Our cancer-type classification framework consists of a data augmentation stage, a patch-wise classification stage, and an image-wise classification stage. After normalization, we rescale and crop each image to small patches that can be fed as input to the CNN for patch-wise classification (Figure 1).
During the training phase, the cropped patches are augmented to increase the robustness of the model as a method of regularization. A VGG-16 network with hierarchical loss and global image pooling is trained to put the patches into four classes. In the inference phase, we generate patches from each test image and combine patch classification results, through patch probability fusion or dense evaluation methods, to classify the image.
The original images are too large to be fed into the network, so we crop them to 224×224. However, cropping small patches from a 2048×1536 image at 200x magnification can break the overall structural organization of the image and leave out important tissue architecture information. Conventionally, images are resized while training a CNN model, but for microscopic images, resizing could decrease the magnification level. There is currently no consensus on the best magnification level, so we’ve chosen to isotropically resize the original images to a relatively small size, e.g., 1024×768 or 512×384. Each scaled image is then cropped to 224×224 patches with 50% overlap.
We chose a VGG-16 network to classify the 224×224 histology image patches in order to explore the scale and organization features of nuclei and the scale features of the overall structure. Because they do not have complicated high-level semantic information, a 16-layer structure suffices. But, for the sake of comparison, we’ve also used a VGG-19 network. To leverage contextual information from the cropped images, we added global context to the last convolutional layer of the VGG networks. Similar to ParseNet, the input images are passed to two independent branches, our VGG network and a global average pooling layer. The transformed output of the global pooling layer is unpooled to the same shape as that of the feature maps after the last convolutional layer of the VGG network and is then concatenated with the feature maps. These two feature maps are then fused by another 1×1 convolutional layer and then passed through three fully-connected (FC) layers for classification.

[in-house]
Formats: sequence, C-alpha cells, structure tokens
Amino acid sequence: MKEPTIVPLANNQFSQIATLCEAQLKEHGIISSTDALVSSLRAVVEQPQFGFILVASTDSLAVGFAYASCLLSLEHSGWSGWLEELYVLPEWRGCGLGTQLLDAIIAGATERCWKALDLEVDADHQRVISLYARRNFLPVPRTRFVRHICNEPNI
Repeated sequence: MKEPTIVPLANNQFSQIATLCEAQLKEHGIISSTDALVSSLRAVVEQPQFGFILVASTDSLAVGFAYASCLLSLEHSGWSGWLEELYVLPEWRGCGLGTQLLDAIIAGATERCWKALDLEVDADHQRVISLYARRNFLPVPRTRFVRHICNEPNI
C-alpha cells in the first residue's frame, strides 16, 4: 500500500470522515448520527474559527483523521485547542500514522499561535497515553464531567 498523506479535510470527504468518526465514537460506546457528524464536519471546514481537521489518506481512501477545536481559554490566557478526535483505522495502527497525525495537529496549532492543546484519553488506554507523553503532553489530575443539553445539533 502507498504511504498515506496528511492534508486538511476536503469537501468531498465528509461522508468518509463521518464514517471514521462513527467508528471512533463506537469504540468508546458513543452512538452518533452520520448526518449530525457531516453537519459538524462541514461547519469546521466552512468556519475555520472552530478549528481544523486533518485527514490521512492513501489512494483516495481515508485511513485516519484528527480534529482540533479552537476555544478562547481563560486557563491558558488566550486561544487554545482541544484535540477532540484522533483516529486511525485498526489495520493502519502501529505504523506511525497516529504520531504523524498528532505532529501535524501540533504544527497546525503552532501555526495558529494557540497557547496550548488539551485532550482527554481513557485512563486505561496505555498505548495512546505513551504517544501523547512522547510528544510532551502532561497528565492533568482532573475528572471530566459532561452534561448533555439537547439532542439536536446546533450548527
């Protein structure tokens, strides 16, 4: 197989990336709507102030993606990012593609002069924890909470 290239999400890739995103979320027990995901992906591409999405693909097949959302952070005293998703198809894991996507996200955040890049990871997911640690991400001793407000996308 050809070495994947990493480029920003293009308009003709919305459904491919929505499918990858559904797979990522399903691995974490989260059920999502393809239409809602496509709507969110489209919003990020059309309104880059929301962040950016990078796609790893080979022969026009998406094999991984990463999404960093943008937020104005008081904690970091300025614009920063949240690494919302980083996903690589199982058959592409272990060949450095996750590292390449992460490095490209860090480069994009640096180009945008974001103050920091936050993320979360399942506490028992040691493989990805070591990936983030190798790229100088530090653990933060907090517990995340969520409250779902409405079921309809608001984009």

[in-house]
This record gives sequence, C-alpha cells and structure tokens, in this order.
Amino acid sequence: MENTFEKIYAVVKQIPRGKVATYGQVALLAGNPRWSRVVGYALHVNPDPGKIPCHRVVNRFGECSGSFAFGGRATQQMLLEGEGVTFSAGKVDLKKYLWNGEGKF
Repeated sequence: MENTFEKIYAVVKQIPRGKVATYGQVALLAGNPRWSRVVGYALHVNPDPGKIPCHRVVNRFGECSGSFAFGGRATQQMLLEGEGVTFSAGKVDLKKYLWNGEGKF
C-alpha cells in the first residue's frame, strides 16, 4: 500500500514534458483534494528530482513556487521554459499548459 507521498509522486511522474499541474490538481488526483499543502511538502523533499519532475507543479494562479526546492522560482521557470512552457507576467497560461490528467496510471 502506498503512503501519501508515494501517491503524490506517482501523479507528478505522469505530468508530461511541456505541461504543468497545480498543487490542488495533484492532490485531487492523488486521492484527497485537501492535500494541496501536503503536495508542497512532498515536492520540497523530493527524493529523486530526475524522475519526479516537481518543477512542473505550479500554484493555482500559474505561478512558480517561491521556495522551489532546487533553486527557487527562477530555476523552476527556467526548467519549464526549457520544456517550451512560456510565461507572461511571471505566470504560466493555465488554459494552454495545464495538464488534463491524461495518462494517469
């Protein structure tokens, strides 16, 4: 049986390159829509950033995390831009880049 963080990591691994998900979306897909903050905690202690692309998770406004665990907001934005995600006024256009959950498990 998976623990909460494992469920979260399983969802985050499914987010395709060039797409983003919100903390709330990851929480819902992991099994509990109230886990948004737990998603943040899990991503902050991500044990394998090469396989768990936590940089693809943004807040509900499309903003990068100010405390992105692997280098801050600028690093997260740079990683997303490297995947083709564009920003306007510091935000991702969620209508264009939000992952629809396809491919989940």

Because we can further group them into non-carcinoma and carcinoma, the classes have a tree organization (Figure 2), where normal and benign are leaves from the non-carcinoma node, and in situ and invasive are leaves from the carcinoma node.